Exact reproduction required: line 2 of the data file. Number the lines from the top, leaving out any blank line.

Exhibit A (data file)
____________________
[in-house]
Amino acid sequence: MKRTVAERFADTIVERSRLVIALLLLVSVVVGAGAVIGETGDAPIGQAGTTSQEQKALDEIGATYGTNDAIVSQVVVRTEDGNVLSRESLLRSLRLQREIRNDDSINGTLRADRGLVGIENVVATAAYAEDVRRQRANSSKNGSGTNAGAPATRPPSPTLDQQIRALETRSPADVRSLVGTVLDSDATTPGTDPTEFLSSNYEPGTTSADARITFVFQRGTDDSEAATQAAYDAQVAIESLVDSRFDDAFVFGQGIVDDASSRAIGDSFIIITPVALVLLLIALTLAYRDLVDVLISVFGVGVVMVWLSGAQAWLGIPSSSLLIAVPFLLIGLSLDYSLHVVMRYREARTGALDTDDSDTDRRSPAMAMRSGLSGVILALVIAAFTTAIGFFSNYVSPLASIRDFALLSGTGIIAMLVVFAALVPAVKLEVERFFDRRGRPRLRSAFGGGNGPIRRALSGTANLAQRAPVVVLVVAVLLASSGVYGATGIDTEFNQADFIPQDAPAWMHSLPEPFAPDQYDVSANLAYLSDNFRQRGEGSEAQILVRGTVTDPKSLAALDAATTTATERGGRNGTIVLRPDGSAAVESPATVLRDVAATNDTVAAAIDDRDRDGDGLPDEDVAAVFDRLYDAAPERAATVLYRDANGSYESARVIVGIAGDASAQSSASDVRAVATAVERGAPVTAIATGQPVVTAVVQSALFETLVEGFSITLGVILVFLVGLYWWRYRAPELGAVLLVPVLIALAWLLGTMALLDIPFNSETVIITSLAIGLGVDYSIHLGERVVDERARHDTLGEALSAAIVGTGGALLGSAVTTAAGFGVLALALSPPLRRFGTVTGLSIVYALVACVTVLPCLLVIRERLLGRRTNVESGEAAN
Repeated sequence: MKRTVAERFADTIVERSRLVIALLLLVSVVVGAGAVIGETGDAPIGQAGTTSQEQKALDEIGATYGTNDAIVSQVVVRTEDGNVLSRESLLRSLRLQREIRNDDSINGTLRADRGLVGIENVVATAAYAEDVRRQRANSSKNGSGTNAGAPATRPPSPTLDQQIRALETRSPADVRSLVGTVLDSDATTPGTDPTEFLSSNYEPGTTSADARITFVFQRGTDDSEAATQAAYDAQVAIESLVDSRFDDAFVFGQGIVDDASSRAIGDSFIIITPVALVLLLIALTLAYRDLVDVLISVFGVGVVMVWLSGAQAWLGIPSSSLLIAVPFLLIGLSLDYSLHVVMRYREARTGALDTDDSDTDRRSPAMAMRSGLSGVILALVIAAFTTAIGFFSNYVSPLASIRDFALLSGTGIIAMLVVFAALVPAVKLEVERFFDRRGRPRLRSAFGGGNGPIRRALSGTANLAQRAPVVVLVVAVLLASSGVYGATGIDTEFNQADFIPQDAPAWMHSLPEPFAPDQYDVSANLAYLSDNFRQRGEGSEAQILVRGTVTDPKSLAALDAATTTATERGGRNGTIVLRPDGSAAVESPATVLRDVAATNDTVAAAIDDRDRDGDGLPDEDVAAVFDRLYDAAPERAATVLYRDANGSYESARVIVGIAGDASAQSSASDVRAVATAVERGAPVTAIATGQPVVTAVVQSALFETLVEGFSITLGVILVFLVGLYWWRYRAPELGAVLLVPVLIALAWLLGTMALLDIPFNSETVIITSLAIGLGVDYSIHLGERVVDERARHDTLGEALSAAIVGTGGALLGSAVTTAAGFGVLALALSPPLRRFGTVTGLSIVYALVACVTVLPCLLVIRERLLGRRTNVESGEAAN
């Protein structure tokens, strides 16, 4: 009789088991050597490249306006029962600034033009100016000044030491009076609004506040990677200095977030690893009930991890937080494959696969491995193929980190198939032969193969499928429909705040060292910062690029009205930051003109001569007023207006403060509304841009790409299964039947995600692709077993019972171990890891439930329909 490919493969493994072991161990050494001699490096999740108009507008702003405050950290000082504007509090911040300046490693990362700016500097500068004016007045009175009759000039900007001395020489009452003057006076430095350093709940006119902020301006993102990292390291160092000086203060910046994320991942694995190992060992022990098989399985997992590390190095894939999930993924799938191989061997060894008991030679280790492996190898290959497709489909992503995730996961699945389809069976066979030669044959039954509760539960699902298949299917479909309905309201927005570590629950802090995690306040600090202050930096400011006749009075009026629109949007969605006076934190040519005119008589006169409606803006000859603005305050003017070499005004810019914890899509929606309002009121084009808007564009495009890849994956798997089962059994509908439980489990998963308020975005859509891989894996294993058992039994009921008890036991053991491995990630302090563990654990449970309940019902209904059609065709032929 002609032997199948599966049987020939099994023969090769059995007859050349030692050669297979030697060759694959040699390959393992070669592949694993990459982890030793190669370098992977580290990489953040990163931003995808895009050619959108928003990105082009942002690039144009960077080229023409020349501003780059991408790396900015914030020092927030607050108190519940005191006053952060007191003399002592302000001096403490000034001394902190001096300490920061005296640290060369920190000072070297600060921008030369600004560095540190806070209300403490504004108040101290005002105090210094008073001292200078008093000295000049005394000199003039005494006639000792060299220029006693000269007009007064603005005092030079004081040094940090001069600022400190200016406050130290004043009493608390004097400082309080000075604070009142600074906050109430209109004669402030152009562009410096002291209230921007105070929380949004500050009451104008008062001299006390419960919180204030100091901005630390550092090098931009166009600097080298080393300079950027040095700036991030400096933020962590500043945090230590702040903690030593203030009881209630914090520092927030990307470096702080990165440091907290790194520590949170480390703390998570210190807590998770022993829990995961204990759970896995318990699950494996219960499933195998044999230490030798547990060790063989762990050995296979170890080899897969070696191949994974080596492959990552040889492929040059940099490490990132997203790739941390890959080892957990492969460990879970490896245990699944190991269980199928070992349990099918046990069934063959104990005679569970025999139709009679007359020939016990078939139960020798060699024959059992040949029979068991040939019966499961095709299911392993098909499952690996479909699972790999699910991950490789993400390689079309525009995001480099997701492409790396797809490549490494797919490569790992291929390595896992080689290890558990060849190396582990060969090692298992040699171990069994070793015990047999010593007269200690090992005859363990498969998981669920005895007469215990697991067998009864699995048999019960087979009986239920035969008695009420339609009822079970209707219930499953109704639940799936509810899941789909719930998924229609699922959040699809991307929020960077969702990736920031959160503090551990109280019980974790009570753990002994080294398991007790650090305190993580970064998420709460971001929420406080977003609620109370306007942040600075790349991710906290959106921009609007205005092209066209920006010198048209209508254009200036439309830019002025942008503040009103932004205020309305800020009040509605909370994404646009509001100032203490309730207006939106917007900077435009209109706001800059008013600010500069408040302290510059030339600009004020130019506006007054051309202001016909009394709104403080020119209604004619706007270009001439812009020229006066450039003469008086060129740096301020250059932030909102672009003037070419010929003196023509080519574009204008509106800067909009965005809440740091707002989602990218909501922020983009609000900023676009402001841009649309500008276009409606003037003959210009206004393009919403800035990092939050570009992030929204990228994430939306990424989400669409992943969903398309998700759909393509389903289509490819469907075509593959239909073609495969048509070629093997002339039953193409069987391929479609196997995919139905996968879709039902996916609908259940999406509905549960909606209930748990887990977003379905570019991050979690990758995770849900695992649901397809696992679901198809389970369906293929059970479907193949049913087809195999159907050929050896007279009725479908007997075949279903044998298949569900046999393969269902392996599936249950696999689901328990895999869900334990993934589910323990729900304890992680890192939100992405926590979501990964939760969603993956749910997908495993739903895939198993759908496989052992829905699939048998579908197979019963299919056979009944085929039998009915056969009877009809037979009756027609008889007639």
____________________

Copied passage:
Amino acid sequence: MKRTVAERFADTIVERSRLVIALLLLVSVVVGAGAVIGETGDAPIGQAGTTSQEQKALDEIGATYGTNDAIVSQVVVRTEDGNVLSRESLLRSLRLQREIRNDDSINGTLRADRGLVGIENVVATAAYAEDVRRQRANSSKNGSGTNAGAPATRPPSPTLDQQIRALETRSPADVRSLVGTVLDSDATTPGTDPTEFLSSNYEPGTTSADARITFVFQRGTDDSEAATQAAYDAQVAIESLVDSRFDDAFVFGQGIVDDASSRAIGDSFIIITPVALVLLLIALTLAYRDLVDVLISVFGVGVVMVWLSGAQAWLGIPSSSLLIAVPFLLIGLSLDYSLHVVMRYREARTGALDTDDSDTDRRSPAMAMRSGLSGVILALVIAAFTTAIGFFSNYVSPLASIRDFALLSGTGIIAMLVVFAALVPAVKLEVERFFDRRGRPRLRSAFGGGNGPIRRALSGTANLAQRAPVVVLVVAVLLASSGVYGATGIDTEFNQADFIPQDAPAWMHSLPEPFAPDQYDVSANLAYLSDNFRQRGEGSEAQILVRGTVTDPKSLAALDAATTTATERGGRNGTIVLRPDGSAAVESPATVLRDVAATNDTVAAAIDDRDRDGDGLPDEDVAAVFDRLYDAAPERAATVLYRDANGSYESARVIVGIAGDASAQSSASDVRAVATAVERGAPVTAIATGQPVVTAVVQSALFETLVEGFSITLGVILVFLVGLYWWRYRAPELGAVLLVPVLIALAWLLGTMALLDIPFNSETVIITSLAIGLGVDYSIHLGERVVDERARHDTLGEALSAAIVGTGGALLGSAVTTAAGFGVLALALSPPLRRFGTVTGLSIVYALVACVTVLPCLLVIRERLLGRRTNVESGEAAN